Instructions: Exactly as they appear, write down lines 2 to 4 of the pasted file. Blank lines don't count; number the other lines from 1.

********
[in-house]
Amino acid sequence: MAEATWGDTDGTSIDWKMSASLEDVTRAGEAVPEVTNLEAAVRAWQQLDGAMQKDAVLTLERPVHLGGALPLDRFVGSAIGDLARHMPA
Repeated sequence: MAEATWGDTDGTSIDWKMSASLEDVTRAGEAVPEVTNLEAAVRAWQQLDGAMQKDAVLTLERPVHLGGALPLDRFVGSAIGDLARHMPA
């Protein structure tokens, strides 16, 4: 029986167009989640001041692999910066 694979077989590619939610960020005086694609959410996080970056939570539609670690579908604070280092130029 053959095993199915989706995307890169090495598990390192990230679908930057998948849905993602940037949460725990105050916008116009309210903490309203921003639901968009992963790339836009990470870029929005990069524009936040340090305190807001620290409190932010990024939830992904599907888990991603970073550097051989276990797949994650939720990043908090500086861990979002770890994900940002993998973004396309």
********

Amino acid sequence: MAEATWGDTDGTSIDWKMSASLEDVTRAGEAVPEVTNLEAAVRAWQQLDGAMQKDAVLTLERPVHLGGALPLDRFVGSAIGDLARHMPA
Repeated sequence: MAEATWGDTDGTSIDWKMSASLEDVTRAGEAVPEVTNLEAAVRAWQQLDGAMQKDAVLTLERPVHLGGALPLDRFVGSAIGDLARHMPA
């Protein structure tokens, strides 16, 4: 029986167009989640001041692999910066 694979077989590619939610960020005086694609959410996080970056939570539609670690579908604070280092130029 053959095993199915989706995307890169090495598990390192990230679908930057998948849905993602940037949460725990105050916008116009309210903490309203921003639901968009992963790339836009990470870029929005990069524009936040340090305190807001620290409190932010990024939830992904599907888990991603970073550097051989276990797949994650939720990043908090500086861990979002770890994900940002993998973004396309």